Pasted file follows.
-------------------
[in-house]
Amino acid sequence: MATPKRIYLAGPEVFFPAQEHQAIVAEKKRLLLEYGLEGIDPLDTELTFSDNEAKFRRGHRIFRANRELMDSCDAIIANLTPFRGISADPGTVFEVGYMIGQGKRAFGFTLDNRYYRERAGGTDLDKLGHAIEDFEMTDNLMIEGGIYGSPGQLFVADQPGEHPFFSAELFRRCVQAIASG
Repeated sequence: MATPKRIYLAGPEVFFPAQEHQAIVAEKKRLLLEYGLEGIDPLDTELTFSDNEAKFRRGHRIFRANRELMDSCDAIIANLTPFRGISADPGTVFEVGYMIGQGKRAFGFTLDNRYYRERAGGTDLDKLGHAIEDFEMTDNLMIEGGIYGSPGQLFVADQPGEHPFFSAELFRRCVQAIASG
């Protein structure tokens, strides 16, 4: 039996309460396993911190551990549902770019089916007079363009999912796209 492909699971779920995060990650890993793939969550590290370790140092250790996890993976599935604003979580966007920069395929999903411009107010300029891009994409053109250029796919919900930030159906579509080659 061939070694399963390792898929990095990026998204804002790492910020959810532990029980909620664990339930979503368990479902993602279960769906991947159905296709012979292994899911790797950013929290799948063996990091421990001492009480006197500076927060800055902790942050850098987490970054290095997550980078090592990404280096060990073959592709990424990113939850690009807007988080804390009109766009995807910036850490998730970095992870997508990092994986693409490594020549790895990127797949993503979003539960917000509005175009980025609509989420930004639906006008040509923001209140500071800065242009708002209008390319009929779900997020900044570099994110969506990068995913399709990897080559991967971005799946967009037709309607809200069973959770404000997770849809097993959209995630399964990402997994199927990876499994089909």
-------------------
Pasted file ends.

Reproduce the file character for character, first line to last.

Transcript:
[in-house]
Amino acid sequence: MATPKRIYLAGPEVFFPAQEHQAIVAEKKRLLLEYGLEGIDPLDTELTFSDNEAKFRRGHRIFRANRELMDSCDAIIANLTPFRGISADPGTVFEVGYMIGQGKRAFGFTLDNRYYRERAGGTDLDKLGHAIEDFEMTDNLMIEGGIYGSPGQLFVADQPGEHPFFSAELFRRCVQAIASG
Repeated sequence: MATPKRIYLAGPEVFFPAQEHQAIVAEKKRLLLEYGLEGIDPLDTELTFSDNEAKFRRGHRIFRANRELMDSCDAIIANLTPFRGISADPGTVFEVGYMIGQGKRAFGFTLDNRYYRERAGGTDLDKLGHAIEDFEMTDNLMIEGGIYGSPGQLFVADQPGEHPFFSAELFRRCVQAIASG
């Protein structure tokens, strides 16, 4: 039996309460396993911190551990549902770019089916007079363009999912796209 492909699971779920995060990650890993793939969550590290370790140092250790996890993976599935604003979580966007920069395929999903411009107010300029891009994409053109250029796919919900930030159906579509080659 061939070694399963390792898929990095990026998204804002790492910020959810532990029980909620664990339930979503368990479902993602279960769906991947159905296709012979292994899911790797950013929290799948063996990091421990001492009480006197500076927060800055902790942050850098987490970054290095997550980078090592990404280096060990073959592709990424990113939850690009807007988080804390009109766009995807910036850490998730970095992870997508990092994986693409490594020549790895990127797949993503979003539960917000509005175009980025609509989420930004639906006008040509923001209140500071800065242009708002209008390319009929779900997020900044570099994110969506990068995913399709990897080559991967971005799946967009037709309607809200069973959770404000997770849809097993959209995630399964990402997994199927990876499994089909």